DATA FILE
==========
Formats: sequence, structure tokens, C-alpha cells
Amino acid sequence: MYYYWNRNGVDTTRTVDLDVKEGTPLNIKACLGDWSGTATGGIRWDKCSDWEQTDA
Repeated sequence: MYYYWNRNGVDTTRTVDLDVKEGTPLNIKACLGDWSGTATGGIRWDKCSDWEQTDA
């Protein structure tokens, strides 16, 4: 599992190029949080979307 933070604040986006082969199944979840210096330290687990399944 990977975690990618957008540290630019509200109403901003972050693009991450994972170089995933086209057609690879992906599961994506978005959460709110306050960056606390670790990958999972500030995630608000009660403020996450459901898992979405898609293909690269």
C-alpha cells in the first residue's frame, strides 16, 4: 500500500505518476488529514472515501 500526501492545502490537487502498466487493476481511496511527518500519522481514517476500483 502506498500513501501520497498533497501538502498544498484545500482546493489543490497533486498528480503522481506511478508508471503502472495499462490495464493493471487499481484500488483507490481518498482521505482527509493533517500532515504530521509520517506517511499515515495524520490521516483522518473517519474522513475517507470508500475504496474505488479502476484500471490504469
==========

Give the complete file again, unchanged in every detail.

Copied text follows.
Formats: sequence, structure tokens, C-alpha cells
Amino acid sequence: MYYYWNRNGVDTTRTVDLDVKEGTPLNIKACLGDWSGTATGGIRWDKCSDWEQTDA
Repeated sequence: MYYYWNRNGVDTTRTVDLDVKEGTPLNIKACLGDWSGTATGGIRWDKCSDWEQTDA
């Protein structure tokens, strides 16, 4: 599992190029949080979307 933070604040986006082969199944979840210096330290687990399944 990977975690990618957008540290630019509200109403901003972050693009991450994972170089995933086209057609690879992906599961994506978005959460709110306050960056606390670790990958999972500030995630608000009660403020996450459901898992979405898609293909690269």
C-alpha cells in the first residue's frame, strides 16, 4: 500500500505518476488529514472515501 500526501492545502490537487502498466487493476481511496511527518500519522481514517476500483 502506498500513501501520497498533497501538502498544498484545500482546493489543490497533486498528480503522481506511478508508471503502472495499462490495464493493471487499481484500488483507490481518498482521505482527509493533517500532515504530521509520517506517511499515515495524520490521516483522518473517519474522513475517507470508500475504496474505488479502476484500471490504469